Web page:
Planetary Orbits May Explain Mystery of Sun's 11-Year Cycle

NASA's Solar Dynamics Observatory captured this footage of an X-class solar flare erupting from the surface of the sun on Sept. 10, 2017.
NASA's Solar Dynamics Observatory captured this footage of an X-class solar flare erupting from the surface of the sun on Sept. 10, 2017. (Image credit: NASA/SDO/Goddard)

The orbits of Venus, Earth and Jupiter may explain the sun's regular 11-year cycle, a new study suggests.

A team of researchers from Helmholtz-Zentrum Dresden-Rossendorf (HZDR), a research institute in Dresden, Germany, showed that the tidal forces of those three planets influence the cycle of solar activity, resolving one of the bigger questions in solar physics.

"Everything points to a clocked process," Frank Stefani, a researcher at HZDR and lead author of the new study, said in a statement. "What we see is complete parallelism with the planets over the course of 90 cycles."

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The researchers compared observations of solar activity — like sunspots, solar flares and coronal mass ejections — from the last thousand years with planetary alignments in order to show that there was in fact a correlation, according to the statement.

While other stars like the sun go through similar cycles, marked by a change in levels of radiation or number and size of sunspots, previous models have been unable to explain what causes the very regular, 11-year cycle of Earth's sun. 

However, this new study shows a connection between the tidal forces of Venus, Earth and Jupiter — whose gravitational pull tugs on the sun's plasma — and the steady rhythm of the sun's magnetic activity. "There is an astonishingly high level of concordance," said Stefani.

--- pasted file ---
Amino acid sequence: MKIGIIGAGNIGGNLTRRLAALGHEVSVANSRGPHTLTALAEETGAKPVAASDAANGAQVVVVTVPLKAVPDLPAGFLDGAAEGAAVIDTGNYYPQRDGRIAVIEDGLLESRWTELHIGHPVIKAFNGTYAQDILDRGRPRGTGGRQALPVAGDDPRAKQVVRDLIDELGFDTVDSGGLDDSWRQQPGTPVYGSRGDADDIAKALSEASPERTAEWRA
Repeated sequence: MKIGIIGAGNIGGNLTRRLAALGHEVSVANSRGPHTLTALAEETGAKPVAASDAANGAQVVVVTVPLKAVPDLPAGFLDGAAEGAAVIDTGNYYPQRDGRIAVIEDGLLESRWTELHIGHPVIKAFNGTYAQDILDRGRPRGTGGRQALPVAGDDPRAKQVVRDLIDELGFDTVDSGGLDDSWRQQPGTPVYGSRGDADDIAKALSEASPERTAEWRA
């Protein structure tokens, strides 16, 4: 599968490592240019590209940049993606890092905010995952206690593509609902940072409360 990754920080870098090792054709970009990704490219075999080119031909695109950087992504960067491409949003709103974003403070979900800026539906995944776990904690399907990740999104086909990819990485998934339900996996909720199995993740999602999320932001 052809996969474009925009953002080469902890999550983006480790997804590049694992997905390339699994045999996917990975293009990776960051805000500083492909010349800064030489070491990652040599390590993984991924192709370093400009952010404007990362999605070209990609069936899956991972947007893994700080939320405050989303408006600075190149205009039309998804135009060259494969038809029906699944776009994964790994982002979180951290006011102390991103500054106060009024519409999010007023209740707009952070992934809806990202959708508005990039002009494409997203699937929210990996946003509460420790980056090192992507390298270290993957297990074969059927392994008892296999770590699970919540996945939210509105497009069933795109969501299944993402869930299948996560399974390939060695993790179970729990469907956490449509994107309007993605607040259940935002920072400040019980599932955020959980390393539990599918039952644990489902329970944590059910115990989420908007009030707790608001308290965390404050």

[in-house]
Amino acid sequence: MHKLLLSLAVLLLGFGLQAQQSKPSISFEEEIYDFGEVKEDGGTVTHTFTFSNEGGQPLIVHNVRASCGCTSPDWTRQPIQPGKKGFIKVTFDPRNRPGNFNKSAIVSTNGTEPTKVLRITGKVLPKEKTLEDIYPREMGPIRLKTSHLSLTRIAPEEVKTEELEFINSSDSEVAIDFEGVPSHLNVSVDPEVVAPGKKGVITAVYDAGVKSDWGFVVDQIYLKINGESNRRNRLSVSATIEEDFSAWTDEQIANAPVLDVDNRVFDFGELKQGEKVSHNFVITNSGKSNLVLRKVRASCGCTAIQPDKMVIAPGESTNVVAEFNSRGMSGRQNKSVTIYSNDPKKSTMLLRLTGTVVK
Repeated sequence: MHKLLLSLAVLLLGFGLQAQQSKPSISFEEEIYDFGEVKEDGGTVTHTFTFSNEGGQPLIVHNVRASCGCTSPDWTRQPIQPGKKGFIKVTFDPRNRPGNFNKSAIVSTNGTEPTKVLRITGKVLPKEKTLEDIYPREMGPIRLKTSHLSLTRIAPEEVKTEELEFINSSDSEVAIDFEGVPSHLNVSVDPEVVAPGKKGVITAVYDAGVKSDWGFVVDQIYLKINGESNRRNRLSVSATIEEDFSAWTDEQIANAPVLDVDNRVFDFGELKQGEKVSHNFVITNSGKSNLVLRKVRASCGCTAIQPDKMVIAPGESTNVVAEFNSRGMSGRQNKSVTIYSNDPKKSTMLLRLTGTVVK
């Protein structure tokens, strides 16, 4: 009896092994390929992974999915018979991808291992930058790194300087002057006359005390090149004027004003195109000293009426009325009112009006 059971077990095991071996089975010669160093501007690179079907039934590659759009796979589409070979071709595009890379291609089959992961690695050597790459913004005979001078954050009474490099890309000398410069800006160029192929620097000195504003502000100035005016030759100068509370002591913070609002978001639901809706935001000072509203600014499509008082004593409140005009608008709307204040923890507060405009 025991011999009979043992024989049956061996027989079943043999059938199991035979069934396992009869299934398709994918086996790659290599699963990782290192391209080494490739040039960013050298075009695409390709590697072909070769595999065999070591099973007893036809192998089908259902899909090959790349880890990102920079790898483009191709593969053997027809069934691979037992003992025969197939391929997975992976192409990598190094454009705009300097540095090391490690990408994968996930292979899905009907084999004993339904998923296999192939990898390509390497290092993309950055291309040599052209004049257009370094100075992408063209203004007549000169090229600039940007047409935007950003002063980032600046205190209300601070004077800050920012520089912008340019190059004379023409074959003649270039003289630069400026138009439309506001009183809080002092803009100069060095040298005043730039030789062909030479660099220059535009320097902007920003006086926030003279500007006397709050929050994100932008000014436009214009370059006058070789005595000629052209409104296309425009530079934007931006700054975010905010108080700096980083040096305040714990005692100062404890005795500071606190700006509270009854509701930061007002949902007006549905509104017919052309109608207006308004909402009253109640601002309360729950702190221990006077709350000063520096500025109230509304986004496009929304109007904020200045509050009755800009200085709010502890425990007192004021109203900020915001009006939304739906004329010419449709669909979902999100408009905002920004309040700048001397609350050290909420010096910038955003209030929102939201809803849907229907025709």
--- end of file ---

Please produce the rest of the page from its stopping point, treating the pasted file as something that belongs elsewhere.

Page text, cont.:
The researchers said they hope to use the same model of the sun's magnetic field to more effectively quantify and predict space weather events, or solar storms that spew potentially harmful radiation.

The study was published May 22 in the journal Solar Physics.

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Passant Rabie
Former Contributing Writer

Passant Rabie is an award-winning journalist from Cairo, Egypt. Rabie moved to New York to pursue a master's degree in science journalism at New York University. She developed a strong passion for all things space, and guiding readers through the mysteries of the local universe. Rabie covers ongoing missions to distant planets and beyond, and breaks down recent discoveries in the world of astrophysics and the latest in ongoing space news. Prior to moving to New York, she spent years writing for independent media outlets across the Middle East and aims to produce accurate coverage of science stories within a regional context.